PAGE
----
Burnett back, but Bucs won't use 6-man rotation

Hurdle, Pirates haven't announced which starter will move to bullpen

Burnett back, but Bucs won't use 6-man rotation

PITTSBURGH -- A.J. Burnett's return to the mound -- and to the Pirates' rotation -- signals the start of a game of musical chairs for Pittsburgh starting pitchers. And on the other side of Tuesday's doubleheader, someone won't have an empty chair.

Manager Clint Hurdle confirmed Friday that Burnett will "be part of the rotation moving forward." Concurrently, Hurdle said the Bucs are not switching to a six-man rotation.

Odd man out?

The manager wasn't prepared to go there because the affected pitcher had not been told, and also because there is no hurry to streamline things.

"It isn't like anything is imminent right now. We'll need six through the rotation based on the doubleheader," said Hurdle, citing Tuesday's day-night affair with the Cubs.

Jeff Locke, who has struggled with consistency, might appear the most likely to lose his spot. The Pirates have been reluctant in the past to omit him, liking the idea of two left-handed starters, but J.A. Happ's outstanding work has eliminated that factor. Southpaws Francisco Liriano and Happ, and righties Gerrit Cole, Charlie Morton and Burnett could take the Pirates down the stretch.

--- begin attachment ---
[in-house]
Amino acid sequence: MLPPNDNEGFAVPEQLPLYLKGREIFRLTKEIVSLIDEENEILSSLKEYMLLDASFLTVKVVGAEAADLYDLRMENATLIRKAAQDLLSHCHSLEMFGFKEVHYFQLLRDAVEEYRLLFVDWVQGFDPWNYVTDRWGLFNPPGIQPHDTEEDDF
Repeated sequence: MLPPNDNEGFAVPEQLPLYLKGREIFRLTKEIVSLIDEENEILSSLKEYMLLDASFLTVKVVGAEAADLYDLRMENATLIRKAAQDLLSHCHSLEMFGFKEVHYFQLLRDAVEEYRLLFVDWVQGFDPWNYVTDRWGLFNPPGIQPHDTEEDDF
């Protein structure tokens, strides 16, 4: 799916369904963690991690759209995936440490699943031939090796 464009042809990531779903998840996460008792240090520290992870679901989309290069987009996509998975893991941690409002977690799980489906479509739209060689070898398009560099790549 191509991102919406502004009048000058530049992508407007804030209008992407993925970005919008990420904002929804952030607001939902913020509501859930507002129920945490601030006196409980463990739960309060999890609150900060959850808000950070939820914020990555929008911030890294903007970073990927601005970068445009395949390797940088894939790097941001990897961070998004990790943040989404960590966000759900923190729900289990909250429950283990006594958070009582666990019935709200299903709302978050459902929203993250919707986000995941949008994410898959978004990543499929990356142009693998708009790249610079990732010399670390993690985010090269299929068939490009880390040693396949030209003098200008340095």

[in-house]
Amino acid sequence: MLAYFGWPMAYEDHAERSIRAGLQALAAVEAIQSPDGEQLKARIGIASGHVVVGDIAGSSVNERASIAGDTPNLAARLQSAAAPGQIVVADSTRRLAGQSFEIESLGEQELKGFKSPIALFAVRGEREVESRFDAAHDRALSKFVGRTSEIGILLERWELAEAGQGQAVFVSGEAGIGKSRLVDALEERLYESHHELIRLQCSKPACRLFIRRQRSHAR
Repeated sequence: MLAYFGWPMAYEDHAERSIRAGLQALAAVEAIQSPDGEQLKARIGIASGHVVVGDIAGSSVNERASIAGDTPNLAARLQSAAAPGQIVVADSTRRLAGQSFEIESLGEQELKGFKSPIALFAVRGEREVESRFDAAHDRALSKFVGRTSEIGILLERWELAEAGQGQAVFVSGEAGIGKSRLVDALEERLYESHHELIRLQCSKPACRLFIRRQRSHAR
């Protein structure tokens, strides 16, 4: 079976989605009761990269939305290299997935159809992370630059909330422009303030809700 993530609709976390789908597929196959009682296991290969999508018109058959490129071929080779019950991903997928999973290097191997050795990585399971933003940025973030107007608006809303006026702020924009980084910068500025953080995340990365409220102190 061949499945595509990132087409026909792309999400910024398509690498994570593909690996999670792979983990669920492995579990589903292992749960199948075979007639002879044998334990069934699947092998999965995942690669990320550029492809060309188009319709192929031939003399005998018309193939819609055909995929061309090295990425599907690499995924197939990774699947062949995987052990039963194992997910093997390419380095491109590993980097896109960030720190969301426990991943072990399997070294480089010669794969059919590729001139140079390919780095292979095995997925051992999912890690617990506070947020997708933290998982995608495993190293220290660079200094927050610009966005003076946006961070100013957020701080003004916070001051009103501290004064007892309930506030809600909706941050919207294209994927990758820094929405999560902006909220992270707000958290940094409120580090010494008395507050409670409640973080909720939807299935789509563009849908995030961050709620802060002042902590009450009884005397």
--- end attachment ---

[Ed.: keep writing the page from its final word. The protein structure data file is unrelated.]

However, Locke was solid in his most recent start, allowing the Reds four hits and one earned run in five innings on Monday. He is scheduled to take his next turn Saturday against the Brewers, and he will be seeking his second win in eight starts. Locke has gone beyond five innings only four times in his past 11 starts, and he is 2-5 with a 5.50 ERA since the All-Star break.

As for Burnett, Hurdle, while declining to make any projections based on one comeback start, was as encouraged as the pitcher himself by Thursday's effort in the eventual 6-4, 13-inning loss to Milwaukee.

"I loved the fact he used all three of his pitches," Hurdle said. "I liked the angle I saw from the fastball. It was elevated and flat in the first, then he got after it, started shaving the corners of the plate. It was fun to watch the last four innings."

Burnett held the Brewers hitless, without a ball leaving the infield, over those last four after yielding three runs in the opening frame.

Tom Singer is a reporter for MLB.com and writes an MLBlog Change for a Nickel. He can also be found on Twitter @Tom_Singer and on his podcast. This story was not subject to the approval of Major League Baseball or its clubs.